Joseph Pulitzer: Hungarian Revolutionary in America

Who was this man, this Joseph Pulitzer, this transforming giant of American journalism and founder of the famous Pulitzer Prizes? What made him tick? The story begins, improbably, in Makó, Hungary, where Pulitzer was born in 1847.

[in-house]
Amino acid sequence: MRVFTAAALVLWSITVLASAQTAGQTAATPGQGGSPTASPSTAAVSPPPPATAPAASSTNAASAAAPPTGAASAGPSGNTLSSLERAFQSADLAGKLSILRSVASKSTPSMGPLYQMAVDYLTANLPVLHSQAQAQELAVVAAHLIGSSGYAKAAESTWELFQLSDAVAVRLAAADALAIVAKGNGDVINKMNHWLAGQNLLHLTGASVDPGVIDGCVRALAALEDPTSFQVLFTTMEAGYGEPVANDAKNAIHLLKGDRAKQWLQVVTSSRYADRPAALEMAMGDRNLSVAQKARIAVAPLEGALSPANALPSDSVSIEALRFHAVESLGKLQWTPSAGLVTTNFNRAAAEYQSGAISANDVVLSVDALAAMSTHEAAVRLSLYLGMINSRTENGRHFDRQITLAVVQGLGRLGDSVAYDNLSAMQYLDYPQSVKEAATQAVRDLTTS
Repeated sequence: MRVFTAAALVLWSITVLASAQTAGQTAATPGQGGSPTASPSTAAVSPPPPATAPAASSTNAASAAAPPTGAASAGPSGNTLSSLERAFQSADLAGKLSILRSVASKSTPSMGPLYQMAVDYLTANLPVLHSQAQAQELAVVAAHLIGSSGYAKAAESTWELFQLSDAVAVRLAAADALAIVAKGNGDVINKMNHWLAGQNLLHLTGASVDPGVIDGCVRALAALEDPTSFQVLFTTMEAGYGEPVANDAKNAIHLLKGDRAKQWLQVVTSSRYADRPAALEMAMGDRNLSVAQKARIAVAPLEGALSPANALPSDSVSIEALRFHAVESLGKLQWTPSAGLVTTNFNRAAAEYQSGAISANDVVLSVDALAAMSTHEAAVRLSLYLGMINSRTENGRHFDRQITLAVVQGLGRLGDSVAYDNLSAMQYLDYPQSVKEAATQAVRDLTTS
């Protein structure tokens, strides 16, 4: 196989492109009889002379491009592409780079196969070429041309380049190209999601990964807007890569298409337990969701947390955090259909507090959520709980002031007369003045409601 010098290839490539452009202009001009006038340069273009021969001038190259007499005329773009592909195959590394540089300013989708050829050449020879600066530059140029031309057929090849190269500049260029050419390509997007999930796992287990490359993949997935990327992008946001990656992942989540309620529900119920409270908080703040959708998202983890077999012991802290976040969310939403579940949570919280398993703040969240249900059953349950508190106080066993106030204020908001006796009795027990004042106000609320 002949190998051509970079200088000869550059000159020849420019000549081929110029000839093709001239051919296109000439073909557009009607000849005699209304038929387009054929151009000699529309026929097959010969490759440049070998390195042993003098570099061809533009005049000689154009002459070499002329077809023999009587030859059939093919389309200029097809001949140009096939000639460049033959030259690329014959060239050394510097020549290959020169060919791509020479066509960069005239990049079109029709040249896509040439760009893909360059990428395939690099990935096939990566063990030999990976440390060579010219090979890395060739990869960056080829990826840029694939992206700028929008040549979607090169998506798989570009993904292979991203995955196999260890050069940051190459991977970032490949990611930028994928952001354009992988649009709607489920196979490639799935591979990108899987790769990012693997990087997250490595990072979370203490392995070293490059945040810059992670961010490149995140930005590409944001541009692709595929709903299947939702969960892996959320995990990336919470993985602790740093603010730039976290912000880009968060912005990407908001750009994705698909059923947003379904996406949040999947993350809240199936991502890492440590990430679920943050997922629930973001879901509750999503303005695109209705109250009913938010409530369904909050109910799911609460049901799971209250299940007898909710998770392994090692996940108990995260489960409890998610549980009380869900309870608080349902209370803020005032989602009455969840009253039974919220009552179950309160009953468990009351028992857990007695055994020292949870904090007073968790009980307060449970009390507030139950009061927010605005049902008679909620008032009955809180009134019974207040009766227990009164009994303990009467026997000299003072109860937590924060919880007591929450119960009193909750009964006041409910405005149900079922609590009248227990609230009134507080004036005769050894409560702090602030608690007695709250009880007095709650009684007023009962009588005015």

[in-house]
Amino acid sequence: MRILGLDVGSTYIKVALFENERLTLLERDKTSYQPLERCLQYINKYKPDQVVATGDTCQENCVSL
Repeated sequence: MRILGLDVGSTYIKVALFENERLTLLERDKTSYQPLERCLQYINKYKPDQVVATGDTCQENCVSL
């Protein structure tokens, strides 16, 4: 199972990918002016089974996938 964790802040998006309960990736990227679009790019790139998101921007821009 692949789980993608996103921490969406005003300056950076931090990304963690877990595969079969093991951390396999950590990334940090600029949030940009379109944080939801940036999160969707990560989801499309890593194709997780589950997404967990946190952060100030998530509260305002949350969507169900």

To tell that story and bust some myths, the Makó historical museum has mounted an exhibit on Pulitzer and his family which is now on view, through June 30, [2004], at the larger Móra Ferenc Museum in Szeged. Among the wealth of articles on display are Hungarian birth and tax registers dating back to the 1700s. There is a letter in Gothic German script, written in 1855, attesting to the impeccable character of Pulitzer's father Philip. And there is a photo of the old stone house in which Pulitzer was born, across the street from Makó Town Hall. Many of these items bear directly on disputed aspects of Pulitzer's biography, and the man who unearthed and put them there - Dr. András Csillag, a historian at the University of Szeged and author of Joseph Pulitzer and the American Press - is a man with a mission. He wants to remind the world of Pulitzer's accomplishments and Hungarian origins, but he also wants to correct what he perceives as egregious errors in previous accounts of Pulitzer's life.